In summary leg length differences are:
- very common, 90% of the population have them.
- hard to accurately assess in a clinic if less than 1cm.
- May be more relevant in growing children than adults.
- Are unlikely to be an issue if less than 1cm.
- However they are also worth acknowledging just in case they play a role.
Its not uncommon to hear people come to the clinic and tell us that they have 1 leg longer than the other and that’s the reason why they have back pain , knee pain , headaches , etc . Is this really the case and does it matter ?
“Only 10% of the population have equal lower limb lengths”
Whats does the science tell us about leg length differences ?
In this paper (Gordon and Davis 2019) which they showed that only 10% of the population had equal leg lengths meaning that the other 90% of people have a leg length discrepancy of up to 1cm.
Looking into this further Knutson (2005) reported that the average leg length difference was 5.2 mm They went on to say that for most people leg difference doesn’t become clinically significant until it reaches approximately 2cm.
A more recent paper (Vogt et al. 2020) gives a nice overview of the topic including these 5 top takeaways on leg length differences. As you can see there are alot of maybes and mights asopposed to definates.
- It’s hard to accurately measure leg length in a clinical setting and detect differences of less than 1cm.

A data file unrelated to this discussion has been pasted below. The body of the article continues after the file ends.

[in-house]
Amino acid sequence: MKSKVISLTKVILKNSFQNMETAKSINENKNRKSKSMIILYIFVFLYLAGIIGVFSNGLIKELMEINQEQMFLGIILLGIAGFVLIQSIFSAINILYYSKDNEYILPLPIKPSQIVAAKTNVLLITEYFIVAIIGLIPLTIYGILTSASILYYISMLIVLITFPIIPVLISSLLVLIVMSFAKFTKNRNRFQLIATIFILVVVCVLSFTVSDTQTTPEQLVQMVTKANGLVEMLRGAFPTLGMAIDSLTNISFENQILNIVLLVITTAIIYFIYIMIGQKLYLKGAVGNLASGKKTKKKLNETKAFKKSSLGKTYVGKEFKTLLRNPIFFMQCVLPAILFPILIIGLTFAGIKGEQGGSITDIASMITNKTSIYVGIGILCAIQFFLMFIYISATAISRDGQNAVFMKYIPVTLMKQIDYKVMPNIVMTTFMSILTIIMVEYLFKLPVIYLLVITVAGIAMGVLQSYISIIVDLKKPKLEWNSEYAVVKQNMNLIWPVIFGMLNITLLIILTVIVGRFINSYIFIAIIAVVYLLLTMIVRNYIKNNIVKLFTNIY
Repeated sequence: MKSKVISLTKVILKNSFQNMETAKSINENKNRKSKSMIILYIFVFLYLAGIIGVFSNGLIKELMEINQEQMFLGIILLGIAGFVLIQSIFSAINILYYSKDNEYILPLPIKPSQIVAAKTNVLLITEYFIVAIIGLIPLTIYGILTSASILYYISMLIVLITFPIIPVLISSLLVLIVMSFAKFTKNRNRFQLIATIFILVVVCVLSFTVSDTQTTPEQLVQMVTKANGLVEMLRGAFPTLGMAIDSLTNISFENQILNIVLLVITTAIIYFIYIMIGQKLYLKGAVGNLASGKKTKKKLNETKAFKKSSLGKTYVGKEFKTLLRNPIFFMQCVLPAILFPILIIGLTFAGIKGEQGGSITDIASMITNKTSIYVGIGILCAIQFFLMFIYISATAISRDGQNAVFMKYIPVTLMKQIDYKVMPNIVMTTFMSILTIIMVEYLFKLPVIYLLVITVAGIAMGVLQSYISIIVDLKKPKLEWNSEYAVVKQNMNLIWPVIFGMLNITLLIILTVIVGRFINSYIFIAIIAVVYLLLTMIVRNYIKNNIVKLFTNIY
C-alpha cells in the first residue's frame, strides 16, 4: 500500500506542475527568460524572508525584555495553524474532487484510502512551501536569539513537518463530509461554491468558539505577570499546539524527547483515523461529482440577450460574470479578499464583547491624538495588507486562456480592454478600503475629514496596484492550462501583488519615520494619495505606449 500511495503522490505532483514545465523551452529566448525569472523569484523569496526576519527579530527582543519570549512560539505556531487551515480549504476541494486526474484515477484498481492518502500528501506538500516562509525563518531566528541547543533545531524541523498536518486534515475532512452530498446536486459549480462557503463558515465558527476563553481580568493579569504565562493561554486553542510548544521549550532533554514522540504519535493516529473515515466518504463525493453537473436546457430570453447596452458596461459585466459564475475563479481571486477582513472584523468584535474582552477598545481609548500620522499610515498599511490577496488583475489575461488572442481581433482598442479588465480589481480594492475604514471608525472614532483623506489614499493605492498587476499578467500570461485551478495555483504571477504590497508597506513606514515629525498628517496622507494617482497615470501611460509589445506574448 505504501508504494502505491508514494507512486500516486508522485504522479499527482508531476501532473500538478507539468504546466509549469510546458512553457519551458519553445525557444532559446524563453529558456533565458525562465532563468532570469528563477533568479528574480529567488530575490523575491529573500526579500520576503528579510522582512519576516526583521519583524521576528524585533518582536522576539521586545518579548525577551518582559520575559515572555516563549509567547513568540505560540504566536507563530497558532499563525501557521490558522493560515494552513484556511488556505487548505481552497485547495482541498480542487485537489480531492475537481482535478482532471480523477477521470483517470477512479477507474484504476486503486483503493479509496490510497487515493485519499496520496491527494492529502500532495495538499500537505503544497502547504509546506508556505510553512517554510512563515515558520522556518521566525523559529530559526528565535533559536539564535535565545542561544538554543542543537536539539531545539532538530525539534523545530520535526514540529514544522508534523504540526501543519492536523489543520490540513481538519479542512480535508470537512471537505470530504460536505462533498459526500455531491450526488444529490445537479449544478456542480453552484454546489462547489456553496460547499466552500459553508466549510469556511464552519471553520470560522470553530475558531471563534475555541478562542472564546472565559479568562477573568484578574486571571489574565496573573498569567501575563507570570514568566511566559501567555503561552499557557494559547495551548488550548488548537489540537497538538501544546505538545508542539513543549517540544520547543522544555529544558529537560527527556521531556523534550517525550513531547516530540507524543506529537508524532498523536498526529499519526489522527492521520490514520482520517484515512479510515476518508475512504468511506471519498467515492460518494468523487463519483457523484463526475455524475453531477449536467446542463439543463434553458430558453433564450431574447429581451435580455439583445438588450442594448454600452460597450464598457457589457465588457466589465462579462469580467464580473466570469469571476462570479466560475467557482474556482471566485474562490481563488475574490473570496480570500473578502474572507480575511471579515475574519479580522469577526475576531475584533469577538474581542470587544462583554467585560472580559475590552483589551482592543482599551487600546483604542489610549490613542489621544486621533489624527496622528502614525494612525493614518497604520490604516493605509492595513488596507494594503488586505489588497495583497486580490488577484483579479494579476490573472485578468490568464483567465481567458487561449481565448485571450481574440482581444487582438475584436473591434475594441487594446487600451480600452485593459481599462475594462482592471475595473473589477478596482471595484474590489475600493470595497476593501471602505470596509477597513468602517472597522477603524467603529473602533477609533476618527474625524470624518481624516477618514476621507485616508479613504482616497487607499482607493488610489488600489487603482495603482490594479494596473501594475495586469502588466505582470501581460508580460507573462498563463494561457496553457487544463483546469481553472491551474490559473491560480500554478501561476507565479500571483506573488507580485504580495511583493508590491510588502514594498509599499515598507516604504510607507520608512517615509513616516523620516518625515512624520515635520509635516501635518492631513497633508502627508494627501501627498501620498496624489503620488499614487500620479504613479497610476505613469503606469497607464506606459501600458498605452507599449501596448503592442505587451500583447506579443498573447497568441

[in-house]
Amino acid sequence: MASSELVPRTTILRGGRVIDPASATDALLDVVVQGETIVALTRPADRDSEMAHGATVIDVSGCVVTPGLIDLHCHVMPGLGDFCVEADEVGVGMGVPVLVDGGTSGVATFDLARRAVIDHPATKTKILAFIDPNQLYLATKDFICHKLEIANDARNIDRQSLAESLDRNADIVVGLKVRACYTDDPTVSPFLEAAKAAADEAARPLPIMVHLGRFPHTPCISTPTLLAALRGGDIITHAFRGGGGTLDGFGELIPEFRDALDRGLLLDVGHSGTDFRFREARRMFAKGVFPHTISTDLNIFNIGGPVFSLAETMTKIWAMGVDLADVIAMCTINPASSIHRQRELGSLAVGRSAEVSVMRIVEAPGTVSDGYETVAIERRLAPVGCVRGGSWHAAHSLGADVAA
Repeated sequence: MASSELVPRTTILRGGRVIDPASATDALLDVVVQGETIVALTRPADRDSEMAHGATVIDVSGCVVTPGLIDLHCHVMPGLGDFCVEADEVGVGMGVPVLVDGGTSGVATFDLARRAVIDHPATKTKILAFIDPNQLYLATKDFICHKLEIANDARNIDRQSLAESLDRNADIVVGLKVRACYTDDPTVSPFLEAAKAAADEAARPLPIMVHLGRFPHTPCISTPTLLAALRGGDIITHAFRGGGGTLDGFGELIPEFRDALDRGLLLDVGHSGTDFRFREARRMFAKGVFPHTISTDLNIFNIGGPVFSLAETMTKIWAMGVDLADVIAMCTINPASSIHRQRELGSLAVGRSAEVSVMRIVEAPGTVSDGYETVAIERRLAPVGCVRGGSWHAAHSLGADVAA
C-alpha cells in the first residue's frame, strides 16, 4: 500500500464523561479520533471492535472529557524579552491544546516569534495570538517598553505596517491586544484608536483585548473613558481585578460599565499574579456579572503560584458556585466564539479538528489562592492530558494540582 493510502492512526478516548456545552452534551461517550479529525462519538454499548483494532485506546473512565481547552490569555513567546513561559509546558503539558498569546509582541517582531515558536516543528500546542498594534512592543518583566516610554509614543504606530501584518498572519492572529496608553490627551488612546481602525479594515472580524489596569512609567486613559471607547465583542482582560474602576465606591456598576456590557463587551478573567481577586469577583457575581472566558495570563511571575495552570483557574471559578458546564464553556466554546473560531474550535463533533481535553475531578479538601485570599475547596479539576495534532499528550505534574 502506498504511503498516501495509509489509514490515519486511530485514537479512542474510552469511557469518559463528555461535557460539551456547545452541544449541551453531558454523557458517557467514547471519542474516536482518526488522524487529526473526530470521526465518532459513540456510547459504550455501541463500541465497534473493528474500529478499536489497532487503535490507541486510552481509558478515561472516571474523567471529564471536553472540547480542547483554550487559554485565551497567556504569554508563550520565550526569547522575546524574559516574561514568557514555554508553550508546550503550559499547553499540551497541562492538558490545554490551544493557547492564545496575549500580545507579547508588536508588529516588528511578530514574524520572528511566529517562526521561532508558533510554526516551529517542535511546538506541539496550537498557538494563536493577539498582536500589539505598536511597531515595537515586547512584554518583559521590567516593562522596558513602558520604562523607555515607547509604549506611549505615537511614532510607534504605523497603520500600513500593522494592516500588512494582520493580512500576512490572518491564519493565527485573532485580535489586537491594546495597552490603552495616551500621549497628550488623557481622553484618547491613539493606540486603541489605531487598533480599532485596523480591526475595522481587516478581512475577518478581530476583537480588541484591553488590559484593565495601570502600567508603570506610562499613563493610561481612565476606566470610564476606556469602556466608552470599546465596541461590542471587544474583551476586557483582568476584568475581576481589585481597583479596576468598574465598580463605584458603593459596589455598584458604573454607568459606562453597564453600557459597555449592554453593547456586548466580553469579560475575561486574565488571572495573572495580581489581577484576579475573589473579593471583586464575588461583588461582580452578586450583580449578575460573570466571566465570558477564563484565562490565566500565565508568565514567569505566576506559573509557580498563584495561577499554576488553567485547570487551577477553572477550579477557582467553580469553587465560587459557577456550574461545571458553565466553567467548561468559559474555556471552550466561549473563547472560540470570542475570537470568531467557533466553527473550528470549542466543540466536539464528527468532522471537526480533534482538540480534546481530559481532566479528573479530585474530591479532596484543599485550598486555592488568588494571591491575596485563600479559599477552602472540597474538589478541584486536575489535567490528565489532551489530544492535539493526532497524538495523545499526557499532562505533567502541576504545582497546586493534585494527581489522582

- There may be a link between a leg leg difference of more than 1cm and knee osteoarthritis but was not found to be a factor that may lead to the development of back pain in a number of studies.
- Leg length difference has a greater effect on double-leg stance activities (e.g. prolonged standing). The effect of LLD in single-leg stance activities is lessened as the gluteal muscles are able to stabilise the pelvis. So it may not have an impact on running.
- There is a lack of evidence to support the decision of when to initiate treatment and it shouldn’t be based solely on the size of the discrepency.
- Leg length differences may be significant in growing children compared to adults who have reached skeletal maturity.
Leg length difference and running
Running is less likely to be influenced by leg length differences due to the fact that its a single leg stance activity that rapidly changes from one leg to another. Research has shown that leg-length inequality is not associated with running injuries, the exception to this is that differences of greater than 1.5 cm have an increased likelihood of developing a lower leg injury (shin/calf).
So when should we consider leg length differences ?
I think this table is an excellent synopsis on how we should look at leg length differences
My thoughts on leg length differences
Like many things in patient care, this topic is very nuanced and really comes down to ” it depends” . We can’t dismiss it altogether as irrelevant for all as it may make a positive change in someones symptoms. That’s why we look at it when we are assessing lower limb injuries and even back related problems. It may not be top of this list in why you have your symptoms and may be more of a 1% issue.
Another issue to consider is the body is incredibly capable at adapting to change and leg length is probably one of these skeletal asymmetries that we adapt and integrate quite comfortably into how we move. Think about the amazing amputee paralympians, those athletes show how well we can adapt and overcome the biggest of leg length discrepancies.
I often find that leg length is too quickly blamed for someones issue and if 90% of us have leg length differences wouldn’t we all have issues ?
As always if you are in doubt get it checked out.